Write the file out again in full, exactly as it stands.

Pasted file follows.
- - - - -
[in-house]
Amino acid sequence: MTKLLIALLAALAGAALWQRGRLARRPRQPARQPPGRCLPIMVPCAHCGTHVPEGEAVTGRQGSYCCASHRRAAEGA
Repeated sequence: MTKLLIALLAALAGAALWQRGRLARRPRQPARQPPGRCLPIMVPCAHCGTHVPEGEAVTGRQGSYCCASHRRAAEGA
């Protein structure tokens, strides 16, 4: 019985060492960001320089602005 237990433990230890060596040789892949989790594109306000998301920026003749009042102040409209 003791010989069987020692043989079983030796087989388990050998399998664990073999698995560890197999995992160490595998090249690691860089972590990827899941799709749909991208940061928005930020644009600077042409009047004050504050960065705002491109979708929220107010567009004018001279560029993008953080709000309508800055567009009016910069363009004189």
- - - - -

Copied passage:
[in-house]
Amino acid sequence: MTKLLIALLAALAGAALWQRGRLARRPRQPARQPPGRCLPIMVPCAHCGTHVPEGEAVTGRQGSYCCASHRRAAEGA
Repeated sequence: MTKLLIALLAALAGAALWQRGRLARRPRQPARQPPGRCLPIMVPCAHCGTHVPEGEAVTGRQGSYCCASHRRAAEGA
């Protein structure tokens, strides 16, 4: 019985060492960001320089602005 237990433990230890060596040789892949989790594109306000998301920026003749009042102040409209 003791010989069987020692043989079983030796087989388990050998399998664990073999698995560890197999995992160490595998090249690691860089972590990827899941799709749909991208940061928005930020644009600077042409009047004050504050960065705002491109979708929220107010567009004018001279560029993008953080709000309508800055567009009016910069363009004189």